Mr. Dang's current term of supervised release commenced on September the 21st of 2011. He was under federal supervision and believed to be in compliance at the time of his arrest for the above-referenced new criminal conduct in which he exploited a minor in his care. Without the victim's consent, Mr. Dang took nude photographs and videos and later used them in an attempt to coerce the forced sexual conduct of the victim. The harm Mr. Dang caused his victim is immeasurable and long-lasting. Considering Mr. Dang was willing to commit this egregious act while under federal supervision indicates pervasive criminal thinking and sexual deviancy. Mr. Dang's technical compliance may have served as cover to avoid closer oversight of the probation office.

Id. at 9-10. Pursuant to U.S.S.G. § 7B1.3(f), the court ordered the sentence to run consecutive to the state term of imprisonment. The district court determined that it was prohibited from imposing a term of supervised release. Nonetheless, it announced terms of supervised release to take effect if its authority on the matter changed.

         Dang objected on the basis that the court had varied or departed upward "for reasons that [h]e d[id] not know or agree with" and that the sentence was based on facts not supported by evidence presented to the court. Revocation Tr. at 10. He also objected to the term of imprisonment and conditions of possible supervised release as unreasonable. Dang timely appeals following entry of judgment.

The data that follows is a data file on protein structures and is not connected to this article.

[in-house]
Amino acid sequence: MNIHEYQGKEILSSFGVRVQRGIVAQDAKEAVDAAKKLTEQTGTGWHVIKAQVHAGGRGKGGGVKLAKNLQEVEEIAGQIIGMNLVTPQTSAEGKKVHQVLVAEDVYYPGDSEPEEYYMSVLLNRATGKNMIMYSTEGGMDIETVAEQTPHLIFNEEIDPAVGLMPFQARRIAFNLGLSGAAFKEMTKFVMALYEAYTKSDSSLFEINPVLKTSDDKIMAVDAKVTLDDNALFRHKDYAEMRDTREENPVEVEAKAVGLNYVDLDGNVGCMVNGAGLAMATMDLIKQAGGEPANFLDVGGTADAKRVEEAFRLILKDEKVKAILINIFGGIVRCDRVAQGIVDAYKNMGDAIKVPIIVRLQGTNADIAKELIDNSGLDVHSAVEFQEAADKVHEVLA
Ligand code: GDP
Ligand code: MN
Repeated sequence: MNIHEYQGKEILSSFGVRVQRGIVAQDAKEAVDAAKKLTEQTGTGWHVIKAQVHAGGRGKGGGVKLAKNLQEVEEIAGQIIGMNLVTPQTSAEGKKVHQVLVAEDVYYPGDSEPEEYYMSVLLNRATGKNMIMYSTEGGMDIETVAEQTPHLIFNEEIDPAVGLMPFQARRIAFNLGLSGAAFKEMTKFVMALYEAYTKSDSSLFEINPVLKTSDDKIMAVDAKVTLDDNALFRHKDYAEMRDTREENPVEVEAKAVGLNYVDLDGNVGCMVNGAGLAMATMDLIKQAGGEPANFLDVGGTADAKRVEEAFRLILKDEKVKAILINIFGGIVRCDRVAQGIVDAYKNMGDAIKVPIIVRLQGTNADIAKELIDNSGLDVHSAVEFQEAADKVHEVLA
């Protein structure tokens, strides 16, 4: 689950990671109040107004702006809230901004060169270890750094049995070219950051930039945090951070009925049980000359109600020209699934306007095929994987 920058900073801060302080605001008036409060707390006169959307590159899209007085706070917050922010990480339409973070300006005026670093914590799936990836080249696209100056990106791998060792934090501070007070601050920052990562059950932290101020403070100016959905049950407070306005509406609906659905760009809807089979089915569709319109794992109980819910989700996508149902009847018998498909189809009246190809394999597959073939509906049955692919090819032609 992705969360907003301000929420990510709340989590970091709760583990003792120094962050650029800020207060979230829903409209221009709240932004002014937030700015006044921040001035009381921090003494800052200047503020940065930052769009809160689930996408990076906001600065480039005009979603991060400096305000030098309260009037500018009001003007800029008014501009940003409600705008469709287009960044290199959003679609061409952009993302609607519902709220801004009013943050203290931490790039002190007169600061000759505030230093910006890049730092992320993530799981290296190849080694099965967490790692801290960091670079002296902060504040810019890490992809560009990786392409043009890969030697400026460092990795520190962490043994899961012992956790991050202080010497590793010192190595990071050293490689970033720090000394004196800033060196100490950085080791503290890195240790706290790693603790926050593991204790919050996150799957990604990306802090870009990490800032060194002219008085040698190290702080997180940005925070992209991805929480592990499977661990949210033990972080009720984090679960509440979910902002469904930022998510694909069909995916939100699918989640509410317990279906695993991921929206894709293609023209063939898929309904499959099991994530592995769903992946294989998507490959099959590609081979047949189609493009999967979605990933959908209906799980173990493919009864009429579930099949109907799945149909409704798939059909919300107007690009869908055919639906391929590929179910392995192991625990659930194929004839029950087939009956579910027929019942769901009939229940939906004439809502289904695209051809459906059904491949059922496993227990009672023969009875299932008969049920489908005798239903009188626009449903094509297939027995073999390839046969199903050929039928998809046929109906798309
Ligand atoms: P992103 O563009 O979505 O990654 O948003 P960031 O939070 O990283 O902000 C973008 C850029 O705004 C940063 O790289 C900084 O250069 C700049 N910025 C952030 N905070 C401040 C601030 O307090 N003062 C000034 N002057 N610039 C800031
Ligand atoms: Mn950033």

II. Discussion

         On appeal, Dang argues that the district court procedurally erred by (1) failing to consider the Chapter 7 policy statement range of 8 to 14 months' imprisonment; (2) relying exclusively on unproven, disputed allegations at sentencing; and (3) giving too much weight to the seriousness of the conduct forming the basis of his violation. He also argues that his sentence is substantively unreasonable because the court considered improper sentencing factors and imposed a sentence longer than necessary to satisfy the goals of sentencing.

         "We review the district court's imposition of a revocation sentence for abuse of discretion, first questioning whether the court committed procedural error and then ensuring the sentence was substantively reasonable." United States v. Pitts, No. 17-1174, 2018 WL 3202775, at *1 (8th Cir. June 29, 2018) (citing United States v. Richey, 758 F.3d 999, 1001 (8th Cir. 2014)). "A district court abuses its discretion when it (1) fails to consider a relevant factor that should have received significant weight; (2) gives significant weight to an improper or irrelevant factor; or (3) considers only the appropriate factors but in weighing those factors commits a clear error of judgment." United States v. Feemster, 572 F.3d 455, 461 (8th Cir. 2009) (en banc) (cleaned up).

         A. Procedural Error

         1. Consideration of ...